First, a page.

Some people are put off by the production, which is more disciplined and clean than ever, making every song radio ready.  Some complain that they long for the raw energy of their older sound.  But U2 hasn’t sounded like that in more than twenty years, so why expect it now?  Anyway, I say don’t begrudge a band’s willingness to explore, even when that exploration takes them in musical directions you don’t like, such as toward a more polished, popular sound.  As annoying as their preoccupation with “staying relevant” might be, if the result is actually better music, then the quality of the music shouldn’t be denied, which is what I think a lot of listeners are doing—allowing the controversy around the music to prevent them from giving the music a fair hearing.

Nowhere is the more disciplined production approach more apparent than in Bono’s vocals, which sound as strong as they have since the 1980s.  Lyrically, too, Songs of Innocence works as well as any of their records, excepting The Joshua Tree.  The inspiration of most of the tracks is drawn from experiences in their youth (hence the album title), and many of the topics are intensely personal.  There are songs about Bono’s wife (“Song for Someone”), Bono’s mother who died when he was a teenager (“Iris”), the street where he grew up (“Cedarwood Road”), and an Irish paramilitary bombing in Ireland that impacted the lives of some of the band’s friends (“Raised by Wolves”).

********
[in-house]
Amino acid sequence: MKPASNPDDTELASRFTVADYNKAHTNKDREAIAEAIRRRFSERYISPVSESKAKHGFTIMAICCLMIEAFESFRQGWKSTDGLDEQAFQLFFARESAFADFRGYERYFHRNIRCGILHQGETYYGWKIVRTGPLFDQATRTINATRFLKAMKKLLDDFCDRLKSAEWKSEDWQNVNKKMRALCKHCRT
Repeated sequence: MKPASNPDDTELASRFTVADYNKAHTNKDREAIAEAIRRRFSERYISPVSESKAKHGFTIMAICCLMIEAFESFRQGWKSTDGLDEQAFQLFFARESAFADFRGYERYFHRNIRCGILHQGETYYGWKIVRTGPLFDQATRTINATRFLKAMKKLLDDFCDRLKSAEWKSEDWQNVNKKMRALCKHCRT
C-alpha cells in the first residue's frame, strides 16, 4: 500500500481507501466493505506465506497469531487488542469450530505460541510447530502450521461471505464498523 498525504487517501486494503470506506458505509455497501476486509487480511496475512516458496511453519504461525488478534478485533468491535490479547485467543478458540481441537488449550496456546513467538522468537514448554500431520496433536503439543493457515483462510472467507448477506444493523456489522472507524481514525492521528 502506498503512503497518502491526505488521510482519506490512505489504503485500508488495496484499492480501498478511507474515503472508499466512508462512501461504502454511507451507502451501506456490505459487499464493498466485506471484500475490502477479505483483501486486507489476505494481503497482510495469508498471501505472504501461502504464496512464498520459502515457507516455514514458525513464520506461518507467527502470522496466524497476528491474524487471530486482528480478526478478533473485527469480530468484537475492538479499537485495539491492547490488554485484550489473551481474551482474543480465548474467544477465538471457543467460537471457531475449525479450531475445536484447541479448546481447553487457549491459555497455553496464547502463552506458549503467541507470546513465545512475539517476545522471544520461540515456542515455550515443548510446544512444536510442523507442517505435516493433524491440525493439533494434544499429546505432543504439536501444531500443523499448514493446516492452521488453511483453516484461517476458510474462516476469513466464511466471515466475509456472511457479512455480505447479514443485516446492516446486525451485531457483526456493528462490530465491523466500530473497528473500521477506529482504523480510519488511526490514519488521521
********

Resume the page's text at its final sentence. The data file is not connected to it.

There is a lot of longing and introspection on this album—deep emotions that defy the slick production.  In “Every Breaking Wave,” which has a Killers flavor to it, Bono sings, “Every sailor knows that the sea is a friend made enemy, and every shipwrecked soul knows what it is to live without intimacy.  I thought I heard the captain’s voice, but it’s hard to listen while you preach.   Like every broken wave on the shore, this is far as I could reach.”  And in “California,” which suggests an Arcade Fire influence with its rumbling drum section and string textures, Bono declares, “Everyone’s a star in our town.  It’s just your light gets dimmer if you have to stay.”

And the song “This is Where You Can Reach Me Now” is a tribute to the Clash, whom Bono has called “the greatest band ever.”  Bono explains: “After we saw the Clash, it was a sort of blueprint for U2.  We knew we couldn’t possibly hope to be as cool, and that’s proven to be true, but we did think we could get behind a sort of social justice agenda.”  And so Bono sings, “Soldier, soldier, we signed our lives away.  Complete surrender, the only weapon we know.  Soldier, soldier, we knew the world would never be the same.  Soldier, this is where you can reach me now.”  It’s a fitting tribute to the Clash, with Bono’s creative use of military images for their musical mission.  The only weapon they know?  Music.  And as career rock and roll social activists, U2 certainly did sign their lives away—to their art, their social causes and, yes, a whole lot of money.